The peak will be the night of November 16, with about 15 meteors per hour.
The best time to see the meteors is between midnight and dawn.
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Shooting stars travel at about 45 miles per second (at2 km / s) and about half of them leave visible trains that sometimes last for seconds.
Bill Cooke of NASA said in a guide to watching the Leonids, 'Go outside, find a dark sky, lie flat on your back and look straight up, and be prepared to spend a couple of hours outside'.
For the uninformed, the Leonids emerge from the comet Tempel-Tuttle, which requires 33 years to revolve once around the Sun.
The origin of the shower, called the "radiant", is in the constellation Leo the Lion.
Every 33 years, the Leonid meteor shower arrives as a storm of meteors, with more than 1,000 shooting stars an hour. The last Leonid meteor storm took place in 2002. For this reason, they can never successfully pass through the atmosphere and reach the earth's surface.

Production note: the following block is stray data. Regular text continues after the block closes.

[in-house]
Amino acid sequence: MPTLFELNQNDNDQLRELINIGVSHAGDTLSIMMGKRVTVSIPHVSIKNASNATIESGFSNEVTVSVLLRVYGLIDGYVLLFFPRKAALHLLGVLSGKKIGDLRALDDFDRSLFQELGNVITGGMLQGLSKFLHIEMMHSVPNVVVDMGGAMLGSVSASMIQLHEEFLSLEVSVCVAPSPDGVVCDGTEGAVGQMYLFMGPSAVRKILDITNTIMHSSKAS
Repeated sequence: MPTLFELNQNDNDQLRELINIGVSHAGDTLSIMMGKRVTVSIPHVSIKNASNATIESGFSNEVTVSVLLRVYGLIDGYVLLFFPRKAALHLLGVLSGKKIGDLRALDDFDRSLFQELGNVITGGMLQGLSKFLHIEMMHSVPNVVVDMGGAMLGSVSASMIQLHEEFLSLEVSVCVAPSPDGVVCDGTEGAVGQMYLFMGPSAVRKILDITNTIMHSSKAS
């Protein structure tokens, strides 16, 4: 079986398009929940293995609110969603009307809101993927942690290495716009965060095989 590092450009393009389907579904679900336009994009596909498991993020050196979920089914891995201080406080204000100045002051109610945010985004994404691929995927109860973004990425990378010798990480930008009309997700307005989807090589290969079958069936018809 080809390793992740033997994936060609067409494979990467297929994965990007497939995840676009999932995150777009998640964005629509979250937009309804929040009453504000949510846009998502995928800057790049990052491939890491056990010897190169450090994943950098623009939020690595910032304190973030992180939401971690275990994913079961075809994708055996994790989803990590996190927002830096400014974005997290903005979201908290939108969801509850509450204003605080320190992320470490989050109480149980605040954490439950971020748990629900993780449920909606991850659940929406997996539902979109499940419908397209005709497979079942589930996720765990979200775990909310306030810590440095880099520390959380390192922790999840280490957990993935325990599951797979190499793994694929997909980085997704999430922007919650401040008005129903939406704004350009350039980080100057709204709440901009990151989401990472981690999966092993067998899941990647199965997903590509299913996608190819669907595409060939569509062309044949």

The next big meteor shower in the sky will be Geminids in mid-December.
It's not necessary to focus on a particular area of the sky, but if you can spot the constellation Leo, the Leonids will appear to originate from that part of the sky and streak outward like spokes on a wheel.
The American Meteor Society says it's unlikely we'll see such a storm in our lifetimes (the most recent was in 2001), although 2030 might see a minor storm. But you do not need to look in the direction of the galaxy because the meteor will appear across the sky.
A Meteor What astronomers said was a flash of light in the atmosphere when debris ignited.
Meteor showers are nothing but cosmic debris left behind a comet.
The Earth passes through the debris fields every year and the collision of the particles with our atmosphere creates the fiery and colorful displays.